Warren Buffett shared some bad news to shareholders of Berkshire Hathaway Inc. in a letter recently: the company’s book value rose 14.4 percent in 2012, but that was a “subpar” increase.
If you’re wondering why making a $24.1 billion net gain can be deemed a failure for Buffett, it’s because the S&P (Standard & Poor’s) 500 gained a 16 percent increase in 2012. As he notes, this is the ninth time in 48 years that Berkshire’s percentage increase was less than the S&P’s.
“When the partnership I ran took control of Berkshire in 1965, I could never have dreamed that a year in which we had a gain of $24.1 billion would be subpar … But subpar it was,” Buffett writes according to CNBC.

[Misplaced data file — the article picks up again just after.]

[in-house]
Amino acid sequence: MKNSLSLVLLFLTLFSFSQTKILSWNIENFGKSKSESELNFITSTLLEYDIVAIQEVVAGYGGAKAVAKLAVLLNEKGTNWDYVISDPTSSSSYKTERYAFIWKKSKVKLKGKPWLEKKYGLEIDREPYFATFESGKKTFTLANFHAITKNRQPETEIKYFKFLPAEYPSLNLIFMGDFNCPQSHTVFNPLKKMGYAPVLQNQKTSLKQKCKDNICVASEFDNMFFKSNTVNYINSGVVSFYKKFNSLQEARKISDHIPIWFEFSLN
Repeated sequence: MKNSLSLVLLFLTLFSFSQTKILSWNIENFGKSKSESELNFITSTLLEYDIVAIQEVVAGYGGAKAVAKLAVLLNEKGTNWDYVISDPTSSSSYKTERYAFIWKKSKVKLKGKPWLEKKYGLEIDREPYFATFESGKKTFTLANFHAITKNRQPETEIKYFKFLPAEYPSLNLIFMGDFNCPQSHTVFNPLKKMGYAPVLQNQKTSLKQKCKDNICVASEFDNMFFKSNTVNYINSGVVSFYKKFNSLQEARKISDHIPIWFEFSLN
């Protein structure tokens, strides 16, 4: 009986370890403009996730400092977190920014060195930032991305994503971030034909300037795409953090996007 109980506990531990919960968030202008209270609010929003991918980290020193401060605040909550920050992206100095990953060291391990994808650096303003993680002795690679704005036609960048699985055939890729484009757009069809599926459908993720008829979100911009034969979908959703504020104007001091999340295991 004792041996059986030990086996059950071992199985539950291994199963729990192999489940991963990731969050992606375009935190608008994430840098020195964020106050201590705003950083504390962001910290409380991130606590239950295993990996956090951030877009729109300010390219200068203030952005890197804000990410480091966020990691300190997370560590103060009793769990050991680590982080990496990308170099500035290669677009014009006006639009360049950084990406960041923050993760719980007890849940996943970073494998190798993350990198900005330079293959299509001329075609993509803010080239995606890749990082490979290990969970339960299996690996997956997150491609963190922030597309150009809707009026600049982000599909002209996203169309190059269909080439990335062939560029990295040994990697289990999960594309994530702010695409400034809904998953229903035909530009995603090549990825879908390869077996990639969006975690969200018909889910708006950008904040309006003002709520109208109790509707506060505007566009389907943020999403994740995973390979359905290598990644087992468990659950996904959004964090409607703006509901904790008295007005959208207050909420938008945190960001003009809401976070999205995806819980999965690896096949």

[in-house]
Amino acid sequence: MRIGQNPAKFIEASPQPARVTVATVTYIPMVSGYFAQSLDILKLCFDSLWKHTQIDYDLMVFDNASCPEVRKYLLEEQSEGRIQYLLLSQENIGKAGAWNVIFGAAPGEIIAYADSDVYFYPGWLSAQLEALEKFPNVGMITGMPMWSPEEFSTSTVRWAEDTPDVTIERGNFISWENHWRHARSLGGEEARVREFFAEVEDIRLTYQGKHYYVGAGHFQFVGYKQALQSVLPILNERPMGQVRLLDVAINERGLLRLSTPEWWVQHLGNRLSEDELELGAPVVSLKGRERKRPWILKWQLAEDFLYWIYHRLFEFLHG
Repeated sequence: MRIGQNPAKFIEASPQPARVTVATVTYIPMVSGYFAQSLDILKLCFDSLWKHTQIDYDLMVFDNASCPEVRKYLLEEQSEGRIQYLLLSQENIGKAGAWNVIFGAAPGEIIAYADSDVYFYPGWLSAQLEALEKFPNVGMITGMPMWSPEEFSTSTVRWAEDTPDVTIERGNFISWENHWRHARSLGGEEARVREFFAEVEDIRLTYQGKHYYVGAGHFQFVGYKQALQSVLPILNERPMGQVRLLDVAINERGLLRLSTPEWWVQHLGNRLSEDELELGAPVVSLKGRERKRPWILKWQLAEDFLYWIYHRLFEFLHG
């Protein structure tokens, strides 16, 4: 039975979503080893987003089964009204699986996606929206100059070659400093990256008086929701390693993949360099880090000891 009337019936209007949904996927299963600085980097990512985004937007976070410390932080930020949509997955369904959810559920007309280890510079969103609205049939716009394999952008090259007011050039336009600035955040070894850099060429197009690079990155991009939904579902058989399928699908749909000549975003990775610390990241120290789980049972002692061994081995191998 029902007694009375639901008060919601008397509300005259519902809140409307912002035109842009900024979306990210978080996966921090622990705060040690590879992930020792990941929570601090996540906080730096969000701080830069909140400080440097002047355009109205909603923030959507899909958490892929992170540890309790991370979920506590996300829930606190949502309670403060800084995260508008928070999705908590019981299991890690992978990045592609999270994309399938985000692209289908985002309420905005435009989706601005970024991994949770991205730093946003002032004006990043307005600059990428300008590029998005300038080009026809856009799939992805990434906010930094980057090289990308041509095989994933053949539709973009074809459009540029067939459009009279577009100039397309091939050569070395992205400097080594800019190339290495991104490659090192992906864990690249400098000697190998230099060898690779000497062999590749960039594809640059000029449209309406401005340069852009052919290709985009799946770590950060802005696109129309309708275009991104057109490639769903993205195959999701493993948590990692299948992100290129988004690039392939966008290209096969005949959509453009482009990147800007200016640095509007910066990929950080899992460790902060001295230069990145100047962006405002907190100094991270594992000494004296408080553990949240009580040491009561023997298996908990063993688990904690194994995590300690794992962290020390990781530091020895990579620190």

Buffett’s company’s net earnings were $4.55 billion in the quarter, up from last year’s Q4 earnings of $3.05 billion. In 2013, he says he wants to make a major acquisition and see if he can develop opportunities by buying local newspapers. He also criticizes “hand-wringing” from CEOs who “cried ‘uncertainty’ when faced with capital-allocation decisions.”
“It’s back to work; [partner] Charlie [Munger] and I have again donned our safari outfits and resumed our search,” Buffett writes. We will keep our foot to the floor and will almost certainly set still another record for capital expenditures in 2013. Opportunities abound in America.”